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Protecting your wireless network

Security expert James Turnbull explains the principles of wireless security.

Can you recommend some open source tools that will protect my wireless network?

Protecting your wireless network is not so much a matter of open source or commercial tools rather configuration and security settings. There are some scanning/sniffing tools (which I'll cover later) that might help, but principally you need to get your configuration right. The primary security principle to consider on your wireless network is sufficient encryption. Don't use WEP. Upgrade your wireless hardware and clients to use WPA and preferably WPA2. Read this article for a good explanation of why WPA2 is better than WPA. It also has a link to a previous article explaining why WPA is better than WEP.

Other security considerations include:

  • Hiding your SSID

    Your SSID advertises the presence of your network to wireless clients. Hiding it will keep casual snoopers from seeing your network, more sophisticated attackers armed with wireless sniffers will still see your SSID.


  • Using MAC address filtering

    MAC address filtering only allows hosts with specified MAC addresses to join your wireless network. Like hiding your SSID this is mostly useful for deterring less sophisticated attackers. Serious attackers can 'spoof' an acceptable MAC address and then join your network. This control can also be problematic if you have large numbers of hosts as adding, removing and updating large numbers of MAC addresses in your access point can be time-consuming and complicated.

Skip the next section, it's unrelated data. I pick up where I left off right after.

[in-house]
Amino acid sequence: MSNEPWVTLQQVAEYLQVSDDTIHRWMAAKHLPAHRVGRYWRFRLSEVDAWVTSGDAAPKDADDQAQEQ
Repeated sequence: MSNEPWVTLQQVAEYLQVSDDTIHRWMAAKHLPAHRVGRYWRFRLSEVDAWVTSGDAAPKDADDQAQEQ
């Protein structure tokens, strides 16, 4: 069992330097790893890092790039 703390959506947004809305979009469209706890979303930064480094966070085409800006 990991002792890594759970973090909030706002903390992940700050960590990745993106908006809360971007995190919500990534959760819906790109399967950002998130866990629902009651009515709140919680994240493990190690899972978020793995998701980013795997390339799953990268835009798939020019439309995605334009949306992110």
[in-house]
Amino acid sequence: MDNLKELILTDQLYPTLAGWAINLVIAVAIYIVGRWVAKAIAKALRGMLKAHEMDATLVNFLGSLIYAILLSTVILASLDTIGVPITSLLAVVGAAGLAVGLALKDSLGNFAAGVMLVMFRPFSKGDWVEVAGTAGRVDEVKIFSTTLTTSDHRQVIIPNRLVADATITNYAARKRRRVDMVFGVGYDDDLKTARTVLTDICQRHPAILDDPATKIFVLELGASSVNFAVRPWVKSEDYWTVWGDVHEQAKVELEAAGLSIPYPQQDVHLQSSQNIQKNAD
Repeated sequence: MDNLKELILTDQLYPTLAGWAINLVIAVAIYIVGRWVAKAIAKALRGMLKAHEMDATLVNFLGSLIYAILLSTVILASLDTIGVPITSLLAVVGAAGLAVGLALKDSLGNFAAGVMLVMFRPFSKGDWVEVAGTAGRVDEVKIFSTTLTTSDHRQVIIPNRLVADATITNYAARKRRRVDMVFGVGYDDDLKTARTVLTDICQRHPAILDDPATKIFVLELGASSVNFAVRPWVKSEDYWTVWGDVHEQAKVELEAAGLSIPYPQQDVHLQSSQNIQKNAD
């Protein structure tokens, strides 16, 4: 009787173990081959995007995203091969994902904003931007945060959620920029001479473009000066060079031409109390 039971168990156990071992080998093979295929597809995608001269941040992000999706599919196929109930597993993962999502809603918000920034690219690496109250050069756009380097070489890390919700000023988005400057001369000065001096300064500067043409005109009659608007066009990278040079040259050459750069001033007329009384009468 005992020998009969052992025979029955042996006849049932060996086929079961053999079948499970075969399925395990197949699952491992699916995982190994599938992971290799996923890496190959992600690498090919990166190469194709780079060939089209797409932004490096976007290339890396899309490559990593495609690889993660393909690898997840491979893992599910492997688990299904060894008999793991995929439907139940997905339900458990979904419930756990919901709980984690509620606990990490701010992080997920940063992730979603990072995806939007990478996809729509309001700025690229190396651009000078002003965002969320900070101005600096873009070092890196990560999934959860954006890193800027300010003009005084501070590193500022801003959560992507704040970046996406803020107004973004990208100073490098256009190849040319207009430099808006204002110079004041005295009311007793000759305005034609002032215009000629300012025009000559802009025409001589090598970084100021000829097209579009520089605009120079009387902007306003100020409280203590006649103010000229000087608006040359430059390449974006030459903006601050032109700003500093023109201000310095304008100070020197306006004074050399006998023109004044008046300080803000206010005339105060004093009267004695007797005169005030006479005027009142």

• Strong security on your wireless access point

    Ensure you secure your access point with a strong password and that you disable any clear-text administration functions, such as via HTTP or Telent. Use only secure administration methods via mechanisms such as SSH and HTTPS.

As for open source wireless security tools there are a number of excellent scanning and sniffing tools that can help you ascertain the state and number of wireless networks in your environment/organisation. These tools can also sometimes assist in testing the strength of your encryption keys. These tools include:

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